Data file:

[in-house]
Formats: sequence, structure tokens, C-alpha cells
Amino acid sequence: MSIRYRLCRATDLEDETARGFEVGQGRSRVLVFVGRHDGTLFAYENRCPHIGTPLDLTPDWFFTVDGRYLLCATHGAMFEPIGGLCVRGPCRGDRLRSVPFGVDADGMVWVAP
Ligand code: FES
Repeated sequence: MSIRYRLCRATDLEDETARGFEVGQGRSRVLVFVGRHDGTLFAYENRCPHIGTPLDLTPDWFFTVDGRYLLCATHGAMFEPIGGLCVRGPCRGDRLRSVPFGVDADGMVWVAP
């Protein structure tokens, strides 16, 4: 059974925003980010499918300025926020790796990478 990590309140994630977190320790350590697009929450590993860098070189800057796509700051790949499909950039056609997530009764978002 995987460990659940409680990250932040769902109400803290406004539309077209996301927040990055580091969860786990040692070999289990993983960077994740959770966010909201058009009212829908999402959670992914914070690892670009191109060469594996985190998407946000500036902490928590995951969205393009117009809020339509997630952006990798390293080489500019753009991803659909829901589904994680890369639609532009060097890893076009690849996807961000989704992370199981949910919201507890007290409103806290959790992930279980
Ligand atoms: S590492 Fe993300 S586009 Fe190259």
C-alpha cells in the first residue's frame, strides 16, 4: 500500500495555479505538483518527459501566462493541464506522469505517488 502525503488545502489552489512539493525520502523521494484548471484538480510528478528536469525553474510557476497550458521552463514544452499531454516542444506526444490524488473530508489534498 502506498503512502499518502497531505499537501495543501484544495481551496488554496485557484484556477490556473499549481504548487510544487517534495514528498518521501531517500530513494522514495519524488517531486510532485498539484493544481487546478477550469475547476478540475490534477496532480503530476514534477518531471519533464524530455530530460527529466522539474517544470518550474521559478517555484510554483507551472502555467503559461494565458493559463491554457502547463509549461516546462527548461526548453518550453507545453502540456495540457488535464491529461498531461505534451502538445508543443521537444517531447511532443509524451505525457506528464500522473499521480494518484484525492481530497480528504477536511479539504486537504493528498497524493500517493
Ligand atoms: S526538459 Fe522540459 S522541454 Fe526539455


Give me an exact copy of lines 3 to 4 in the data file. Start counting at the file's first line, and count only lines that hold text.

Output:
Amino acid sequence: MSIRYRLCRATDLEDETARGFEVGQGRSRVLVFVGRHDGTLFAYENRCPHIGTPLDLTPDWFFTVDGRYLLCATHGAMFEPIGGLCVRGPCRGDRLRSVPFGVDADGMVWVAP
Ligand code: FES